Teen Writers Bloc

A Blog by the New School Writing for Children MFA Class of 2012

Writing Teen Romance: Mary’s Take On Growing Love, Organically

Posted by Mary G. Thompson On February - 1 - 2011

Valentine Day.africa 300x211 Writing Teen Romance: Mary’s Take On Growing Love, OrganicallyAhh, teen romance. What do I know about this subject? I am the girl who was voted “most likely to remain a virgin forever” by my 8th grade class. Fortunately, the scene improved for me somewhat in high school, and I learned that contrary to popular adult opinion, young people do have strong, mature, loving relationships — as well as hurtful and destructive ones. There are as many varieties of teen relationships as there are individual teens. I think my ugly duckling experience has given me the ability to understand the perspectives of both the outsider and the insider, the lonely character warped by his or her unrequited love, as well as the well-adjusted person exploring real affection for the first time.

That being said, I haven’t written a lot of romance story lines. Most of my work so far has been middle grade, action-based fantasy/sci-fi. I’ve felt that in those contexts, romance just wouldn’t be interesting. However, I am currently working on a teen sci-fi book that does involve a romance, and the challenge has been how to work emotionally resonant moments into the action. What’s the right balance between love and chase scenes? How much can the characters think about each other without the reader starting to snore? Does the action need to stop to accommodate feelings?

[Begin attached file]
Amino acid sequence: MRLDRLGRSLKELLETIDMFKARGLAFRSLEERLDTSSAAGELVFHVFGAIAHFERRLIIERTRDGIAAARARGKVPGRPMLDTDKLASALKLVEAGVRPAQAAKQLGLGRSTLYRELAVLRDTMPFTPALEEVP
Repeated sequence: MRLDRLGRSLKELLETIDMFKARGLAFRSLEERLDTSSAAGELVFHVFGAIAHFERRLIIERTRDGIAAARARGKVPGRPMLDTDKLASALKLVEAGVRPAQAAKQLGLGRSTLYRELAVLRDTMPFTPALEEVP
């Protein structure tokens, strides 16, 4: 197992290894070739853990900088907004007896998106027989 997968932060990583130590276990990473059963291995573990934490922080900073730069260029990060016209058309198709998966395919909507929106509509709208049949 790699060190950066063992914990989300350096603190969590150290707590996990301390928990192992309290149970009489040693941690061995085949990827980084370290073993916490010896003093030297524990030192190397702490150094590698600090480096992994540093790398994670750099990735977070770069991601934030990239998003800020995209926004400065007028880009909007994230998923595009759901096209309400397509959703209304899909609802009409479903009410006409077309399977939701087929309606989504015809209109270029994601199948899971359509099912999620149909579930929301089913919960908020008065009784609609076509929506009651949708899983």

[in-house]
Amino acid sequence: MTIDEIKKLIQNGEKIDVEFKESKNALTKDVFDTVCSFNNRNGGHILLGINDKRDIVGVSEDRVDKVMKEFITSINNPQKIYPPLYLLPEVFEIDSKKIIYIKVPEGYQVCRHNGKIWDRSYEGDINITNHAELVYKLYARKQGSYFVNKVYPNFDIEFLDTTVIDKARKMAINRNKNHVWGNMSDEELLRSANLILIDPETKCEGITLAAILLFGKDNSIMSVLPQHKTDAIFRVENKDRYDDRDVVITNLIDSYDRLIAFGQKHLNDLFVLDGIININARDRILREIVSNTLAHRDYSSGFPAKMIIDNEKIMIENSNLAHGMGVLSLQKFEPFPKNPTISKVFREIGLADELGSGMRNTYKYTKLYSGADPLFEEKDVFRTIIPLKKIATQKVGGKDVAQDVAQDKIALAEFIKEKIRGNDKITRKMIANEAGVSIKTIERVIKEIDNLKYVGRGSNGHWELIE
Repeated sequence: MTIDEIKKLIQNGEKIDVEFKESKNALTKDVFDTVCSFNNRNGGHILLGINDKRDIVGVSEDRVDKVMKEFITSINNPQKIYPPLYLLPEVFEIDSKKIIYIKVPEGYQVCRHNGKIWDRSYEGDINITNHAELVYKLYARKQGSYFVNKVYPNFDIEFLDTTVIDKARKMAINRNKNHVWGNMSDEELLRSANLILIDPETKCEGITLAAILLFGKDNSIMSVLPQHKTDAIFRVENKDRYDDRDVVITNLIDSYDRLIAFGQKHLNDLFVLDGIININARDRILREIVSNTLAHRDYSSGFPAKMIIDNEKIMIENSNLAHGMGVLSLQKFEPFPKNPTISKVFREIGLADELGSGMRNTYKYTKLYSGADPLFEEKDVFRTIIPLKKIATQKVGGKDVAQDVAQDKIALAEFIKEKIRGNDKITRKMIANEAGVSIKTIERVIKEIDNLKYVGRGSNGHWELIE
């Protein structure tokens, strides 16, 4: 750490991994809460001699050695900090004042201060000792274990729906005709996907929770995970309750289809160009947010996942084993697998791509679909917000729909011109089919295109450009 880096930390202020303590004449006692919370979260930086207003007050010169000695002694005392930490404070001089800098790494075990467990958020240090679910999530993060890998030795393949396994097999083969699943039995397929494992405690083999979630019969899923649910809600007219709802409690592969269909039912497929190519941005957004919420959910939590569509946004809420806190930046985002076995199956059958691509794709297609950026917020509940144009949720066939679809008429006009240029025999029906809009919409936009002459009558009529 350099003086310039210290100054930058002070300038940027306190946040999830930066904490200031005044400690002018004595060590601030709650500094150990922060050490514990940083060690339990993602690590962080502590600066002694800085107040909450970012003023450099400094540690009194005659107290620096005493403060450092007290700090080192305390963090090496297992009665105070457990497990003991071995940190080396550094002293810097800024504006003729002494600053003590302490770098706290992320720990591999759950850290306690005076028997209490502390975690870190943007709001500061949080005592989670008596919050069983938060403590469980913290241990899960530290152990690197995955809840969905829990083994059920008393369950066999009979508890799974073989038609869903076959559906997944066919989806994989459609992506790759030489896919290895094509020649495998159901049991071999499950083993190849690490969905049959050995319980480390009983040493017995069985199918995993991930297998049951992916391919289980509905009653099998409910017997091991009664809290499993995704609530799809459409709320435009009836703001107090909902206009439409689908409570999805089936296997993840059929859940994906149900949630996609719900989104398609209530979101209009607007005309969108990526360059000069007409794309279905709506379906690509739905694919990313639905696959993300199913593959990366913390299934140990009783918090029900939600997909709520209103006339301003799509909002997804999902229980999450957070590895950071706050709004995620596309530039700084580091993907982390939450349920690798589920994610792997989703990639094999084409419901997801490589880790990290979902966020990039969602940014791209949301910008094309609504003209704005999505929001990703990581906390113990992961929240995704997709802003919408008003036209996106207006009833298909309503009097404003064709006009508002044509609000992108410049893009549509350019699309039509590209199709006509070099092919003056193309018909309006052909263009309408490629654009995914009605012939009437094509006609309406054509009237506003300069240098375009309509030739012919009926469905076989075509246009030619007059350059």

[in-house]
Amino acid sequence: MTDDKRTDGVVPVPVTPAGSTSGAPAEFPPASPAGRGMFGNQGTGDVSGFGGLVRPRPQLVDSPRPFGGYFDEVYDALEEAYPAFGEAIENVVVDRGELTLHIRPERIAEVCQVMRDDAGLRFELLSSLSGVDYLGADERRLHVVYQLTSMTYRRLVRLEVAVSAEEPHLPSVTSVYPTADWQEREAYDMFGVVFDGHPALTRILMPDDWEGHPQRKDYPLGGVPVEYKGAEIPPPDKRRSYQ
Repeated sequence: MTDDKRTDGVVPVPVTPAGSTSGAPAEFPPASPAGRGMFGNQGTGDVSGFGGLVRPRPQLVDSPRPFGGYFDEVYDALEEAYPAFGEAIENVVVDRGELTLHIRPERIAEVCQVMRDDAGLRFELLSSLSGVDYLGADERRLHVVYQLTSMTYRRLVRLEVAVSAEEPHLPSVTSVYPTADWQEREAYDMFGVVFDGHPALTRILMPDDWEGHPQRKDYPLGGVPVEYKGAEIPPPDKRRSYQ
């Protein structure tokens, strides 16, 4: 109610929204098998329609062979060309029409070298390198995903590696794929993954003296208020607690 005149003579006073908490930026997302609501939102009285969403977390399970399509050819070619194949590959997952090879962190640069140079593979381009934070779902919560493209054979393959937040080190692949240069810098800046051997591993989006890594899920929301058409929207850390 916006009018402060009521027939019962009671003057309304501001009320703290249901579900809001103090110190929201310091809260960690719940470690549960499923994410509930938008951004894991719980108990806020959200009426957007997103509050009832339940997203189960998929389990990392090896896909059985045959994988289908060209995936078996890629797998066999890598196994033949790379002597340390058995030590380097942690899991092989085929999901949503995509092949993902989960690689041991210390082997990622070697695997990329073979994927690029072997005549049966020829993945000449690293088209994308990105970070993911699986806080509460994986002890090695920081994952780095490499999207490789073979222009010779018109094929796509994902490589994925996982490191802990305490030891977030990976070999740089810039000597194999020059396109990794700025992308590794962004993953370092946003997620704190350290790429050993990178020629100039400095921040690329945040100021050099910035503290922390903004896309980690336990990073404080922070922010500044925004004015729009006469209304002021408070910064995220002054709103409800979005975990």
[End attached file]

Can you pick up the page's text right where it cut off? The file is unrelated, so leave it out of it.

My favorite recent depiction of teen romance has to be Maggie Stiefvater’s Shiver and its sequel, Linger. I love these books because both the supernatural elements and the romance elements are believable. Grace and Sam are well-rounded and intelligent, and their true love grows organically. At the same time, Sam’s life as a werewolf has realistic challenges, and the less-prominent characters add just the right amount of color and fullness to the central story. The romance works because it is part of a fully formed world that doesn’t fall prey to either human or supernatural caricatures.

If I ever decide to write a story about true love, I’ll try to follow Maggie Stiefvater’s lead. Until then, I’ll focus on making my characters realistic and attempting to convey emotion without boring the readers who are there for the sci-fi story. Wish me luck!

Image Credit: africa

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One Response to “Writing Teen Romance: Mary’s Take On Growing Love, Organically”

  1. You had me at "I am the girl who was voted to remain a virgin forever by my 8th grade class."

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